I find the same in Indonesia, Suharto ruled that country for 35 years with an iron fist, he killed tens of thousands of enemies of his regime, but if you look for someone in Indonesia today to ask about their fear and trepidation living under such a murderous regime you will be hard pressed to find anyone other than those in the minuscule minority who actively worked against his rule, everyone else has a perfectly rosey view of life back then.

As you clearly wish to be ana-l about my use of the word "countless", I merely used it because I couldn't off hand think how many, it is probably around a dozen or so.
 

Le_addeur_noir

On ROPS
On ROPs
You over-estimate how much thought the average person in any country gives to the political regime they live under. We assume that everyone living in Iran or Myanmar or wherever is walking around all day cowed and in fear of being denounced to the secret police, it would shock you if you actually went to these countries (rather than relying on western reporting about them) to discover that no one really gives a fiddler's fart one way or t'other.

All their lives they have lived under their particular regime, it is as much part of their lives as rain is to Irish people or crap food is to Scottish people, it's just one of those things that you don't really give much thought to, until perhaps some foreigner brings it to your attention.

I have visited countless dictatorships in my life and I never saw people nervously looking over their shoulder as they walked down the street or running home to lock their doors in terror that the regime was sending its heavies out to round them up for the gulag. In fact I have had great crack in many countries that would be described in the BBC as vicious dictatorships, drinking and having a laugh with local people who were not remotely bothered by their government but rather just got on with their lives like pretty much everyone else in the world.
Many years ago I was sitting in an internet café in Vientiane ( capital of Laos) reading an article on the BBC on, er Laos. It was a work of utter fiction, quite conceivably written over drinks ( paid for on expenses) in some girlie bar in Bangkok. I actually complained about it, but received no reply. Quelle surprise, did I hear someone say?.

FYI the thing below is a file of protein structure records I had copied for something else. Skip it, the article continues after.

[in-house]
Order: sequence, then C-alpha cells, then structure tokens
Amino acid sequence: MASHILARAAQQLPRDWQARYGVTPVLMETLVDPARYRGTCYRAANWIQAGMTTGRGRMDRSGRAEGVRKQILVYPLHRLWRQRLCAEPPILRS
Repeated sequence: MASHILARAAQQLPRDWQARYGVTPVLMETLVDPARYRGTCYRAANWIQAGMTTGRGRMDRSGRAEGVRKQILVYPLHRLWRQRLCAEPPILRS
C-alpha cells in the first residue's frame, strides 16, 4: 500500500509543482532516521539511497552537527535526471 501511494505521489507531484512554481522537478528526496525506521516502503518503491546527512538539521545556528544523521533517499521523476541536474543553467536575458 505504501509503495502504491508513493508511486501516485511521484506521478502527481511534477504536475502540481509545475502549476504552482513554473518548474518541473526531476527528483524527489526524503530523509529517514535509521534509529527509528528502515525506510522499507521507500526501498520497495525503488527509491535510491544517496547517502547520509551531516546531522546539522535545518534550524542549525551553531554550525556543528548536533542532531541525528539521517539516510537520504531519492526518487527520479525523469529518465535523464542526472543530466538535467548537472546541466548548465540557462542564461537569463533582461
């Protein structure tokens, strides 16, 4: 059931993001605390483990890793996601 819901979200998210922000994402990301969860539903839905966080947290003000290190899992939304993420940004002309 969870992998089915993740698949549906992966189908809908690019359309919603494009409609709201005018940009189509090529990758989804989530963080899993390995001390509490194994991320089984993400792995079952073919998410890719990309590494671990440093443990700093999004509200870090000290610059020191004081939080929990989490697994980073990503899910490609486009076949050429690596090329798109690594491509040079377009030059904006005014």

Slime

LE
You over-estimate how much thought the average person in any country gives to the political regime they live under. We assume that everyone living in Iran or Myanmar or wherever is walking around all day cowed and in fear of being denounced to the secret police, it would shock you if you actually went to these countries (rather than relying on western reporting about them) to discover that no one really gives a fiddler's fart one way or t'other.

All their lives they have lived under their particular regime, it is as much part of their lives as rain is to Irish people or crap food is to Scottish people, it's just one of those things that you don't really give much thought to, until perhaps some foreigner brings it to your attention.

I have visited countless dictatorships in my life and I never saw people nervously looking over their shoulder as they walked down the street or running home to lock their doors in terror that the regime was sending its heavies out to round them up for the gulag. In fact I have had great crack in many countries that would be described in the BBC as vicious dictatorships, drinking and having a laugh with local people who were not remotely bothered by their government but rather just got on with their lives like pretty much everyone else in the world.
As their aren’t actually that many dictatorships can you name those you have visited?

The word ‘countless’ seems quite a lot imho.
Your use of a dozen or so is simply backtracking.
As an example, my other half has visited a few countries, but wouldnt call them countless, but could easily run off twenty five to thirty without needing to think too much.
 
Well it seems the good Reverend wasn't whiter than white as far as the Nazis are concerned. A member of the Freikorp and an early supporter of the Nazi party.

Pastor Niemoller
Aware of his history, a man of his time and should be judged on his whole life. Recognising that something you support has gone awry and deciding to speak out is a good thing surely?
 
The anti-British treason of the BBC was couvert in 1982, now in 2020 it is almost ouvert.
Load of pish, you mentalists are dragging this site down.